“What’s remarkable about this flag is the power of objects and what museums are about,” said Jeff Duford, a museum curator. “That flag represents the beginning and the end of World War II for the United States. It’s the Alpha and the Omega.”

A World War II sailor who served aboard both the St. Louis and the Iowa, Ralph W. Youmans of Middletown, donated the flag in 1975. Youmans died in 2002, newspaper archives show.

Conservators pulled the historic banner that survived the onslaught of devastating explosions out of the glare of museum lights in 2009 to preserve it from deterioration. The museum will give away more than 500 World War II lithographs Wednesday near the flag, officials said.

On Dec. 7, 1941, the light cruiser USS St. Louis was tied to a pier when Japanese warplanes swarmed overhead, blackening the sky with explosions spewing plumes of smoke over the once placid sea. The warship shot down three enemy planes and got underway but was unable to find the fleet that had left such a swath of destruction and drawn the United States to war.

The Arizona memorial at Pearl Harbor and the flag at the Air Force museum are a “visceral reminder” of the surprise attack, said Paul D. Lockhart, 53, a history professor at Wright State University and the son of a veteran of the war.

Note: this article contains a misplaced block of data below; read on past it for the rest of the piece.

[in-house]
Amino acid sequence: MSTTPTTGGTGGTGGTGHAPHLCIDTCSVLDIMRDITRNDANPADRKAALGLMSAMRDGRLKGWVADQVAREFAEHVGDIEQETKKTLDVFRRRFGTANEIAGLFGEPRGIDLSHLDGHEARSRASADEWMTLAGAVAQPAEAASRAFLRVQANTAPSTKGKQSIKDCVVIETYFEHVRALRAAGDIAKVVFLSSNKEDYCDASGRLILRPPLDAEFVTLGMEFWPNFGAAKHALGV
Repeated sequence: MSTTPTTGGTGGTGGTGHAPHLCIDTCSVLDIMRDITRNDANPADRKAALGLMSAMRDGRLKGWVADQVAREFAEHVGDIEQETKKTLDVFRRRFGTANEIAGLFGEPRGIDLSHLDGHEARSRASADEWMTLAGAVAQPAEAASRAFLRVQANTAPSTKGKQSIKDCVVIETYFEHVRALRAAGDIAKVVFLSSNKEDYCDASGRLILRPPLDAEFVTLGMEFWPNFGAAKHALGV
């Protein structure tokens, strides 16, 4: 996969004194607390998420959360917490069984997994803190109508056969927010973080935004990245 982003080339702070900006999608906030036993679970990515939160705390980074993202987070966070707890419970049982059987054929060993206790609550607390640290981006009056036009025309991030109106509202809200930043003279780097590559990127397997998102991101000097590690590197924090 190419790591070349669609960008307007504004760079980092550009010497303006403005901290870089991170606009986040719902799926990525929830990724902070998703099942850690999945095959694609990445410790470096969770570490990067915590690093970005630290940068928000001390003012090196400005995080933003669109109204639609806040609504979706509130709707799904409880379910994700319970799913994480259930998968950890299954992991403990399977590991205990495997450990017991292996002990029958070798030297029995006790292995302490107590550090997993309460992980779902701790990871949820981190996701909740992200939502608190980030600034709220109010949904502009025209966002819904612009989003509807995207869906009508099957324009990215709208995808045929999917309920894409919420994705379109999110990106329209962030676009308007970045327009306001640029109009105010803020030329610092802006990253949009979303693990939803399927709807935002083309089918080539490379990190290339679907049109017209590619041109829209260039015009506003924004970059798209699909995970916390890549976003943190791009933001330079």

“I think it is increasingly important especially as the World War II generation is going away very, very quickly,” Lockhart said.

The remnants of Pearl Harbor echo in the collection of the museum at Wright-Patterson, which documents the same-day attacks on nearby Hickham, Bellows and Wheeler air fields.

Among the artifacts: An American pilot’s leather flight jacket, a small part of the radar that detected the incoming swarm of invading aircraft, a head band worn by a Japanese pilot who attacked Pearl Harbor.

There’s even a pair of tuxedo trousers that Army Air Force pilot Harry W. Brown wore after a night out on the town and then rushed into a fighter plane to confront the invaders.

“It really speaks to the haste and the surprise of the attack,” Duford said.

One person dies in Dayton apartment fire

Updated: Wednesday, December 07, 2016 @ 8:10 AM
By: Breaking News Staff

UPDATE @ 6:25 a.m.

The cause of the fatal fire is still under investigation, according to Paul Sheehan, Dayton deputy fire chief.

There were no other removals or injuries reported, he said.

The fire was contained to a single apartment on the second floor, Sheehan said. The state fire marshal also has been notified.

“Anytime you see a fire or someone in trouble, the natural inclination is to want to help that person,” Sheehan said. “We would much prefer you call 911 and let us get there because we’re properly equipped and we can affect the rescue.”

UPDATE @ 5:51 a.m.